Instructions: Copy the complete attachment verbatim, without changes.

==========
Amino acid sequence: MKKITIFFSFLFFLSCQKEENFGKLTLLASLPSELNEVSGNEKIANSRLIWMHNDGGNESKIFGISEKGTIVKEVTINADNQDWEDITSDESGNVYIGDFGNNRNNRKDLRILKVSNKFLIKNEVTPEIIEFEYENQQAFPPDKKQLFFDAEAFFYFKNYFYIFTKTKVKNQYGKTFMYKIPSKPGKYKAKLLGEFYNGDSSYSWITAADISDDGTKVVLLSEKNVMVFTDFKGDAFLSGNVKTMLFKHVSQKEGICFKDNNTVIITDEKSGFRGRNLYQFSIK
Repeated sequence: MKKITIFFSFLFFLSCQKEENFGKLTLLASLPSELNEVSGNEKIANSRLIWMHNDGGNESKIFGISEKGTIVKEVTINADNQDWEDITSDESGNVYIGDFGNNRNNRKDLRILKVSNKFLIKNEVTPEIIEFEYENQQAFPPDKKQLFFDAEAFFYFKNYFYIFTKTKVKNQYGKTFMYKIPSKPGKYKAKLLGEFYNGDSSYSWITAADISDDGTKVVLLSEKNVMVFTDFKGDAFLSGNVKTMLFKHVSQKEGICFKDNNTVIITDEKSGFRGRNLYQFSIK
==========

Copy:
Amino acid sequence: MKKITIFFSFLFFLSCQKEENFGKLTLLASLPSELNEVSGNEKIANSRLIWMHNDGGNESKIFGISEKGTIVKEVTINADNQDWEDITSDESGNVYIGDFGNNRNNRKDLRILKVSNKFLIKNEVTPEIIEFEYENQQAFPPDKKQLFFDAEAFFYFKNYFYIFTKTKVKNQYGKTFMYKIPSKPGKYKAKLLGEFYNGDSSYSWITAADISDDGTKVVLLSEKNVMVFTDFKGDAFLSGNVKTMLFKHVSQKEGICFKDNNTVIITDEKSGFRGRNLYQFSIK
Repeated sequence: MKKITIFFSFLFFLSCQKEENFGKLTLLASLPSELNEVSGNEKIANSRLIWMHNDGGNESKIFGISEKGTIVKEVTINADNQDWEDITSDESGNVYIGDFGNNRNNRKDLRILKVSNKFLIKNEVTPEIIEFEYENQQAFPPDKKQLFFDAEAFFYFKNYFYIFTKTKVKNQYGKTFMYKIPSKPGKYKAKLLGEFYNGDSSYSWITAADISDDGTKVVLLSEKNVMVFTDFKGDAFLSGNVKTMLFKHVSQKEGICFKDNNTVIITDEKSGFRGRNLYQFSIK